2 Hypothesis Testing Statistical inference: making decisions about a population based on observations of a sample. Scientific hypothesis: a testable statement about nature that requires verification An informed guess about a phenomena.
3 Statistical Hypotheses A statement about one or more parameters of a population distribution that requires verification The population mean is greater than 115. The population mean is less than or equal to 115 These statements are mutually exclusive. If one is true, the other must be false.
4 Null Hypothesis Alternative Hypothesis Only the null hypothesis is actually tested. The process of choosing between the null and alternative hypotheses is called hypothesis testing.
5 More Hypothesis Testing Usually, the null hypothesis is contrary to what we believe to be true about the population. Usually, the alternative hypothesis describes the situation we believe to be true. ***If the obtained statistic is unlikely to be true, we reject the null hypothesis.
6 Rejection of the Null Hypothesis Only means that the alternative hypothesis is probably true. It’s tenable, that is, justifiable, or there is evidence for it. Deciding to reject is based on 1. Test statistic (random sample) 2. Hypothesis testing conventions 3. Decision rule
7 Steps In Hypothesis Testing 1. State the Hypothesis* 2. Specify the test statistic 3. Specify the size of n 4. Set the criterion for rejecting the null hypothesis* 5. Compute the test statistic* 6. Make a decision about the null hypothesis*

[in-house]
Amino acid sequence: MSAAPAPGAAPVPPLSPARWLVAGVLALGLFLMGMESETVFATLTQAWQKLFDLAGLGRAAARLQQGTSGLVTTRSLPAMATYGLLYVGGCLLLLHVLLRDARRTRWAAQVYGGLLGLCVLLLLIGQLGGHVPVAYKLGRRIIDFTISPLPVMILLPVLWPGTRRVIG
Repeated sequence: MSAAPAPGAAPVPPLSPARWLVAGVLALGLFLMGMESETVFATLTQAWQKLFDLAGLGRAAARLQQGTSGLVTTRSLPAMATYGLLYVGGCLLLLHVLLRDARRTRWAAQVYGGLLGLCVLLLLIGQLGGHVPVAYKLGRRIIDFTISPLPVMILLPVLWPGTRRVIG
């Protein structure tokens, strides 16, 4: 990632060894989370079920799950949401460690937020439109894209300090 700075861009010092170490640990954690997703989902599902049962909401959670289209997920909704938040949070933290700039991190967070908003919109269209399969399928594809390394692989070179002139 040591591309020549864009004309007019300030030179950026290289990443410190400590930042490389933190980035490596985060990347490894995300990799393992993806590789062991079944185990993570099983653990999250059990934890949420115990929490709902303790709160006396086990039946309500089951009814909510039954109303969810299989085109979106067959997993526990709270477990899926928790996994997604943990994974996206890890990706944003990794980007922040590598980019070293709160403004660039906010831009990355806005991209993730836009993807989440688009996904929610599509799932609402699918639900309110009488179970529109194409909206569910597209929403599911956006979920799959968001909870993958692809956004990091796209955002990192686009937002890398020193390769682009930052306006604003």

8 More on the Steps 1. Hypothesis: state both the null and alternative hypothesis. I like to denote the alternative hypothesis with a small a. 4. Criterion: Level of significance is based on the probability of making a Type I Error. The researcher sets this criterion
9 More on the Steps(2) 5. There are many test statistics that a researcher can use. The choice is based on the type of data you have, the hypothesis to be tested, the statistic of interest (mean, variances, correlations, proportions, etc), how the data were collected, assumptions about the population, and whether the population parameter is known.
10 More on the Steps(3) 5. continued: The basic formula for any test statistic is below. Test statistic = (statistic-parameter)/standard error of the statistic
11 Reject if... The test statistic falls in the specified region of the sampling distribution. Rejection of the null hypothesis leads one to believe that the alternative hypothesis is true; hence, the researcher INFERs that the scientific hypothesis is true.
12 Another View Remembering that basic formula: Test statistic = (statistic-parameter)/standard error of the statistic What is the magnitude of the difference between the observed statistic and the hypothesized parameter? If the difference is large, reject the null hypothesis (statistic falls in region of rejection) If the difference is small, do not reject (any difference is caused by random sampling fluctuations.